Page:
Last year, the Health Information Trust Alliance (HITRUST) unveiled an expansion of its CSF (Common Security Framework) Assurance program to “efficiently and effectively manage the third-party assurance process8.” According to a news release, the expansion was in response to the increasing numbers of healthcare organizations that were requiring CSF Certification for its business associates within the next 24 months. The change affects an estimated 7,500 BAs.
HITRUST certifications are used by 84% of the nation’s hospital and health plans, in addition to other healthcare organizations and business associates.

And in October, my group, the Electronic Healthcare Network Accreditation Commission (EHNAC), joined forces with HITRUST to streamline accreditation and certification efforts to increase data security while lowering barriers that differing standards can present to healthcare organizations. EHNAC will replace our HIPAA-related privacy and security criteria with HITRUST CSF while maintaining the company-specific benefits of accreditation.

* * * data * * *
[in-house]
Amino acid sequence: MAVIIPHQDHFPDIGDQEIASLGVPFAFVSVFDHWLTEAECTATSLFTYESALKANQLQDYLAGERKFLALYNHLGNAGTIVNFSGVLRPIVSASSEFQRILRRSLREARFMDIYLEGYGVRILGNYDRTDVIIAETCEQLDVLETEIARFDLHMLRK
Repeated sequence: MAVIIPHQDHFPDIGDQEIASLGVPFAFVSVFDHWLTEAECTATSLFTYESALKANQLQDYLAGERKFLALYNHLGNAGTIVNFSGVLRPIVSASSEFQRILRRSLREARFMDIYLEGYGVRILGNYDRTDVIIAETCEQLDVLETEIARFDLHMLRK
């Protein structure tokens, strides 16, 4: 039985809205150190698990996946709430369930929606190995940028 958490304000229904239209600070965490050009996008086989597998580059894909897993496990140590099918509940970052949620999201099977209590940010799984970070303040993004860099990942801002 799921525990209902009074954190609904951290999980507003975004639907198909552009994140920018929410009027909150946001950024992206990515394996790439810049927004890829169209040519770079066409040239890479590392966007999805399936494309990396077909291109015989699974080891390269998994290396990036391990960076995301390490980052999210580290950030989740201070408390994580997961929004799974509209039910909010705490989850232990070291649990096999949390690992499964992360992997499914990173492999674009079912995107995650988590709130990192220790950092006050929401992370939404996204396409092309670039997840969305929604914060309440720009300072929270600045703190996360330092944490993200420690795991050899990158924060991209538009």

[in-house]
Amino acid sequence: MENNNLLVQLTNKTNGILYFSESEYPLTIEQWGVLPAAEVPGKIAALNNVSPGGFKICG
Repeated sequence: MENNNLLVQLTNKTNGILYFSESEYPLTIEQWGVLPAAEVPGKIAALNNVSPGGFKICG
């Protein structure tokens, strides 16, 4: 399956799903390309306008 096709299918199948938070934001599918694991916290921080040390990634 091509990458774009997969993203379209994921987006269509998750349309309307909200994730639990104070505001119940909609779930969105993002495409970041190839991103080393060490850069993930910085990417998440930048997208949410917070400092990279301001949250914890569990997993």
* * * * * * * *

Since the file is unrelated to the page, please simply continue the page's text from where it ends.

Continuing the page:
Under the collaboration, EHNAC will become the only organization that can provide both EHNAC accreditation and HITRUST CSF certification.

Don’t Let Bad Things Happen to Your Organization
If your RCM company hasn’t been hit by a data breach or other security incident yet, count yourself lucky. But, crossed fingers and positive thoughts won’t protect you from professional cyber-hackers that can exploit the security weaknesses in your IT systems, APIs, and other connections that let you send and receive protected health information and other sensitive data.